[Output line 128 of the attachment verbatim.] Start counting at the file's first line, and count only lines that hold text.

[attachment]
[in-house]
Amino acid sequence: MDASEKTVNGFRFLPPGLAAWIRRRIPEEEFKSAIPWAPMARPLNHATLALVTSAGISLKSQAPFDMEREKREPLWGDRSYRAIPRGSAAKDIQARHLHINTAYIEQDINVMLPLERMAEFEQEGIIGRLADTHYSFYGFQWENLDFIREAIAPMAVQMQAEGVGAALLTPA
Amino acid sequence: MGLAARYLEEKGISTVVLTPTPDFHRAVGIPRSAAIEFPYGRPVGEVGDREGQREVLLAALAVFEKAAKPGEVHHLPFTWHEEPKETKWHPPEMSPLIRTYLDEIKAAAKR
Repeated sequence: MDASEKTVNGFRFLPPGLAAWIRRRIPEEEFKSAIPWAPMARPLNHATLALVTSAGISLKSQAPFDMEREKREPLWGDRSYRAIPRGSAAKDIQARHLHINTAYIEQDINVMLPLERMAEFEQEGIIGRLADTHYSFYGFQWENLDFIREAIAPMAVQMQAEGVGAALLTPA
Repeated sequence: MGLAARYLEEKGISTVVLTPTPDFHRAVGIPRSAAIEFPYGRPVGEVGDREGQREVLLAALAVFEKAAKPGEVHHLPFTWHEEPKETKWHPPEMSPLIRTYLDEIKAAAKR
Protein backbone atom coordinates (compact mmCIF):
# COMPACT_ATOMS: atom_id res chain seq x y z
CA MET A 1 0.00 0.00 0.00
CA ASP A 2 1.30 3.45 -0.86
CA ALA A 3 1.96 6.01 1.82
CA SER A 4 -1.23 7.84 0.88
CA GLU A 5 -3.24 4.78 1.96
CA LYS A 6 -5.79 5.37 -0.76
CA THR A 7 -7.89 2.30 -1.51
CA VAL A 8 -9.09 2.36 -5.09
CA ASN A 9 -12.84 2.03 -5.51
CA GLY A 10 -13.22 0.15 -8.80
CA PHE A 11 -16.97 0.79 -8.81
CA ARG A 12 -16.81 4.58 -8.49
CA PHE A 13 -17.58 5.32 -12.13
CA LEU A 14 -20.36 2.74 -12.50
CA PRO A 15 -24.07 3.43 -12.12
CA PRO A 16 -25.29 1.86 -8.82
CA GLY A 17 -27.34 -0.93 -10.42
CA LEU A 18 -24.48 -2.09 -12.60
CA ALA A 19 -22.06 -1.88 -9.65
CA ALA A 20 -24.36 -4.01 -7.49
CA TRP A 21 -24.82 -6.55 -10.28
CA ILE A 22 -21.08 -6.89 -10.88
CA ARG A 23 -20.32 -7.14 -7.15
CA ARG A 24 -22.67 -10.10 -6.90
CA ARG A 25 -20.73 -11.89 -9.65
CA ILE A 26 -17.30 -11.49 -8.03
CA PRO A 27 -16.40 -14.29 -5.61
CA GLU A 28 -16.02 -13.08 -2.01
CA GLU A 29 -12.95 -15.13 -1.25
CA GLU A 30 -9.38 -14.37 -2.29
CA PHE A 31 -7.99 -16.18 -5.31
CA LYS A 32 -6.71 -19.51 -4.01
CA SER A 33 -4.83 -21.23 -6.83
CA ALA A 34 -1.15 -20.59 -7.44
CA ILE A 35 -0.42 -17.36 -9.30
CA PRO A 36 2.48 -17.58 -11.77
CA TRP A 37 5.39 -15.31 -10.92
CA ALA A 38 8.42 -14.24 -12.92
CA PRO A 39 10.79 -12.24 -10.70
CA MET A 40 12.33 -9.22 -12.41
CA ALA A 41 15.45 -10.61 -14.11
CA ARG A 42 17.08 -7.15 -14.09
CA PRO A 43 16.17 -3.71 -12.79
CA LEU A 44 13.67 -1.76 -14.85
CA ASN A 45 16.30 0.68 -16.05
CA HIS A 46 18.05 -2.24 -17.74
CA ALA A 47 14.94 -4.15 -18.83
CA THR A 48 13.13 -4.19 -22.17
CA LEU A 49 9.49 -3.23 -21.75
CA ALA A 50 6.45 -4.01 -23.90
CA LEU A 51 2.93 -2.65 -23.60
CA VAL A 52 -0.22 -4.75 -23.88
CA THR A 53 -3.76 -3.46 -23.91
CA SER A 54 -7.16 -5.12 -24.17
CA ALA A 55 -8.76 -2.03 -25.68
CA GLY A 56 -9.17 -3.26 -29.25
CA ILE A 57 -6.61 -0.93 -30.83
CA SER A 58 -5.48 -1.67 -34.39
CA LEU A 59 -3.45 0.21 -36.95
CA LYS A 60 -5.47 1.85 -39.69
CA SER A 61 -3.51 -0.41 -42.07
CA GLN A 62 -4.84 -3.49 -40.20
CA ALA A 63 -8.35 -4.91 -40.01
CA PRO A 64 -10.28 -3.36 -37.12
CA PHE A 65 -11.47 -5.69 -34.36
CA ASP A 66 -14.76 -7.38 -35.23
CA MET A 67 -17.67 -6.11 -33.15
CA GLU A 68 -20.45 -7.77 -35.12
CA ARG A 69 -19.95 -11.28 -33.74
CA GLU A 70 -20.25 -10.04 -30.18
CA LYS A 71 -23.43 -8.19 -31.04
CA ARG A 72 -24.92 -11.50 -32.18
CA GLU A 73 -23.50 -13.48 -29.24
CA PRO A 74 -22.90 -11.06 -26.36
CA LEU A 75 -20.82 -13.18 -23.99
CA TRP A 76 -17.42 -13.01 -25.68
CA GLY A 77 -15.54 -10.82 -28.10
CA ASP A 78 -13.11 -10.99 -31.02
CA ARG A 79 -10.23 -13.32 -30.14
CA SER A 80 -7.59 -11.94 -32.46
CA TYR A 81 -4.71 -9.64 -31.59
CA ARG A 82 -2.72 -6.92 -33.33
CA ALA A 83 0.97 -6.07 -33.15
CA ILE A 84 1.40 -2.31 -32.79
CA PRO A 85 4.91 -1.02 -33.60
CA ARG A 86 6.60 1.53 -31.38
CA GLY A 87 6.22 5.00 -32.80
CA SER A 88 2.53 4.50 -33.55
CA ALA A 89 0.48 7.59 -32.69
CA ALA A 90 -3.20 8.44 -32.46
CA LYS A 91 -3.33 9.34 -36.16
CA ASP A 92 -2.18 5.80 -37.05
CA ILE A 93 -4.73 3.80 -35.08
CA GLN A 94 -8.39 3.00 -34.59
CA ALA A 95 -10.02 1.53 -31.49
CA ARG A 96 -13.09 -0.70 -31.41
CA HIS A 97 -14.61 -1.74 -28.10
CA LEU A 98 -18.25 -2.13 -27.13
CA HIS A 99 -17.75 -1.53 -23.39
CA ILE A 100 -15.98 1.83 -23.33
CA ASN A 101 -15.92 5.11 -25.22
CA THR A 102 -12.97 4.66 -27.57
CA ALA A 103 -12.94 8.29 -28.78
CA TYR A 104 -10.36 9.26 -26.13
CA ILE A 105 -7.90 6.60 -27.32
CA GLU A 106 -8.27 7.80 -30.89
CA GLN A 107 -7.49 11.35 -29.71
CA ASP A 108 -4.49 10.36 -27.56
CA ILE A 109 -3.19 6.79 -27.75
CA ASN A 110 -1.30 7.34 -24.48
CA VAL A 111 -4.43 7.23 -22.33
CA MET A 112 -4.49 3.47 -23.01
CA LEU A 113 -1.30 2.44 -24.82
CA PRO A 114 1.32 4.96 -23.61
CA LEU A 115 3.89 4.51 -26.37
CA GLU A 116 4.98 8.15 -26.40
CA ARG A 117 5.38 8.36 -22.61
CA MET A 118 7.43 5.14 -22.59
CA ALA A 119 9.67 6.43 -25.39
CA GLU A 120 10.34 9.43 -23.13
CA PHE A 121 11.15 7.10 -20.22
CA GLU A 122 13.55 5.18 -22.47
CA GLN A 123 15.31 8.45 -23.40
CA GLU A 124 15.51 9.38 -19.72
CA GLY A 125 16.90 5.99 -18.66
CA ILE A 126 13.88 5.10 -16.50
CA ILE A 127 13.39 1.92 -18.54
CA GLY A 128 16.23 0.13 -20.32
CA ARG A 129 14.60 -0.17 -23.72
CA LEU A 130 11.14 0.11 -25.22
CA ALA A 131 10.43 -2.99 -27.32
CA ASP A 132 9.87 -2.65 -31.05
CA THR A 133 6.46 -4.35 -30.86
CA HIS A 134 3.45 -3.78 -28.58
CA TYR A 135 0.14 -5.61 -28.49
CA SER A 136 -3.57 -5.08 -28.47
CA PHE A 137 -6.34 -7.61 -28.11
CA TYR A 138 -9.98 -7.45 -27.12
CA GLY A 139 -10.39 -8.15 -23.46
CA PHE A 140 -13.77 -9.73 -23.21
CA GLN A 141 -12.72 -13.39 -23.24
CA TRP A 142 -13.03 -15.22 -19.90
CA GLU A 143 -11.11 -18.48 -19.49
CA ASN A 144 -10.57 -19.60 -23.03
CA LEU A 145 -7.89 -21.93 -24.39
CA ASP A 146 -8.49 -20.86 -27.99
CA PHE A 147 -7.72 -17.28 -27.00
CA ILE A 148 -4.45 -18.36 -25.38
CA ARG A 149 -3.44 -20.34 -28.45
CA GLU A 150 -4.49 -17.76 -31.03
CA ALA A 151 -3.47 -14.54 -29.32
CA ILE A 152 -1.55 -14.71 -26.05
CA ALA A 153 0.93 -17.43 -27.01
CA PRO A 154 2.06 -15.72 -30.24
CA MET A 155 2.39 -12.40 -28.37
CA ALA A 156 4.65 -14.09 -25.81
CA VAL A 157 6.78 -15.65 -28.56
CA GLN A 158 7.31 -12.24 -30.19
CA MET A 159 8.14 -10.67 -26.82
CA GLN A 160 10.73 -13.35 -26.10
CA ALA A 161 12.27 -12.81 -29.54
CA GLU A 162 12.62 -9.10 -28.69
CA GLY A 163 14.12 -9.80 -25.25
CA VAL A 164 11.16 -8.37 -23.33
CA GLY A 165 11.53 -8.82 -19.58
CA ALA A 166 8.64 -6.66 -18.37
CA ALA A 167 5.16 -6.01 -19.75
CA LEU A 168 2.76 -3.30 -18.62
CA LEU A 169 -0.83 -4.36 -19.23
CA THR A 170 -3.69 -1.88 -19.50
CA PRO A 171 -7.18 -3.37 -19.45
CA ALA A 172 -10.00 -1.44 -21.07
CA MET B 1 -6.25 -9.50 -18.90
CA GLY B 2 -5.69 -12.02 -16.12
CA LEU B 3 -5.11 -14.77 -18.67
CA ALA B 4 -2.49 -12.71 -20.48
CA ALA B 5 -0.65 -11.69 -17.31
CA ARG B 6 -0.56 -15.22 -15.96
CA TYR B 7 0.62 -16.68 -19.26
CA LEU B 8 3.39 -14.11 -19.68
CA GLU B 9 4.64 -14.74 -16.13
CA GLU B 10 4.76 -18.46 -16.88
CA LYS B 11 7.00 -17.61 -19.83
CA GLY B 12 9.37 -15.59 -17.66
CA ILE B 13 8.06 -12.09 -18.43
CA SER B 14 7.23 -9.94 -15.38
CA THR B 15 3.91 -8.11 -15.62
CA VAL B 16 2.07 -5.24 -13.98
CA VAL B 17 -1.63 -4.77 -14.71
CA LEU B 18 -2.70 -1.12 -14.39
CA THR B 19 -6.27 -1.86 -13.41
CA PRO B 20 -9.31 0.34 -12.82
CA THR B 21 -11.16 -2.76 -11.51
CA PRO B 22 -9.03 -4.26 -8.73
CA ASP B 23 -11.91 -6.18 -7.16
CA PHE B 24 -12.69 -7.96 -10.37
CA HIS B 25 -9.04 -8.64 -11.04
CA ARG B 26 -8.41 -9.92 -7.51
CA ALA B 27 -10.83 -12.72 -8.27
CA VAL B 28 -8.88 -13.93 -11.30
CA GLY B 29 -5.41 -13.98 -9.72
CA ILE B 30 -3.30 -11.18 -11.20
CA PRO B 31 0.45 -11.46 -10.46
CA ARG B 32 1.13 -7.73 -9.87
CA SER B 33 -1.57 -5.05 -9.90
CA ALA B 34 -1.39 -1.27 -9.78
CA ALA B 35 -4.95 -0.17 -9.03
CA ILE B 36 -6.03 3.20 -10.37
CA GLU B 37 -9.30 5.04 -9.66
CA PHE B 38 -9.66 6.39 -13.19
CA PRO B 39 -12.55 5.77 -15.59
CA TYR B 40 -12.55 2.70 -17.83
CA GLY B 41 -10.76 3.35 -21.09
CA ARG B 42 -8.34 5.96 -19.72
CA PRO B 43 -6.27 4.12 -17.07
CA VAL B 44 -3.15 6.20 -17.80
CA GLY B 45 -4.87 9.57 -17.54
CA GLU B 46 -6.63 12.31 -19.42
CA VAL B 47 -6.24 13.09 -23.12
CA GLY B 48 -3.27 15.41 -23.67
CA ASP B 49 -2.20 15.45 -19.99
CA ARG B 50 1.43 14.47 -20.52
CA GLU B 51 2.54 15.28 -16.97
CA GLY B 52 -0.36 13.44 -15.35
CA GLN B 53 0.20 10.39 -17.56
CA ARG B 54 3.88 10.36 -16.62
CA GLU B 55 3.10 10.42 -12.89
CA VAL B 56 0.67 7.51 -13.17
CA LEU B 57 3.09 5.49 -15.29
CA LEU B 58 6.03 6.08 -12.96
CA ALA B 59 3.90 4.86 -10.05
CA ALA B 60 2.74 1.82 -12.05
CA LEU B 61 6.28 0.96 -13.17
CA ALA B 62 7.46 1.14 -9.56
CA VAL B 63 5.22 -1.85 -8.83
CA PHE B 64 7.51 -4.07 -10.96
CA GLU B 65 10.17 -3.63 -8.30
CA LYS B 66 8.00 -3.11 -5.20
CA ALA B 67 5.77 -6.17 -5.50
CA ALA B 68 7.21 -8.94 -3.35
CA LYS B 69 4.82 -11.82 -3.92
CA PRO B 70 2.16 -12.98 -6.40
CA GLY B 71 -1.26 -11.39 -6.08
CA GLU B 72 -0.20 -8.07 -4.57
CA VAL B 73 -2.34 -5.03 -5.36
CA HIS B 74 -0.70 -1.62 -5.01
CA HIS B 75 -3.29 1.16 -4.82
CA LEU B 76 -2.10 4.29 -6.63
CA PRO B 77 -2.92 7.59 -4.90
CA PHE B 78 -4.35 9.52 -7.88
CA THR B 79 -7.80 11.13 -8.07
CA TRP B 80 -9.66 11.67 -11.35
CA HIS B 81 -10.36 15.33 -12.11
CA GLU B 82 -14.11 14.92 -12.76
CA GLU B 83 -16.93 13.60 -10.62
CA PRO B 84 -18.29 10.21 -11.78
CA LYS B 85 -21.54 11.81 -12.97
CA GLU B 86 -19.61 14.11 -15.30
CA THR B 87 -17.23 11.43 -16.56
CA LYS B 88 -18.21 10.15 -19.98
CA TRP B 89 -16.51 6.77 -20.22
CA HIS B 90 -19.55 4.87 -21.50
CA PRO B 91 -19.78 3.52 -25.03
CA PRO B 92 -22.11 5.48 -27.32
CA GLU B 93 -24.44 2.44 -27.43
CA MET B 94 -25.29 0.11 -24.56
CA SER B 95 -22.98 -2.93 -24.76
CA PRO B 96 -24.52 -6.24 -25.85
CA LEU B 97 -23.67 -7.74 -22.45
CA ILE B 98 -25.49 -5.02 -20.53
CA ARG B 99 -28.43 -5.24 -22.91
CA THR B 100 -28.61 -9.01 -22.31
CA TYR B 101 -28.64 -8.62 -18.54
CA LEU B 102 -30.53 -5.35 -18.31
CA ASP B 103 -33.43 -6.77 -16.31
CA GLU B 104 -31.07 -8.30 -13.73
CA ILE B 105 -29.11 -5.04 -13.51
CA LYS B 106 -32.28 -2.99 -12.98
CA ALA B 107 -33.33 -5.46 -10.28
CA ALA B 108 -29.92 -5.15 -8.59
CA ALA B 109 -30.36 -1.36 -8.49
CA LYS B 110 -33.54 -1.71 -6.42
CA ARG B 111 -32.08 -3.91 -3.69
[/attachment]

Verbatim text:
CA PHE A 121 11.15 7.10 -20.22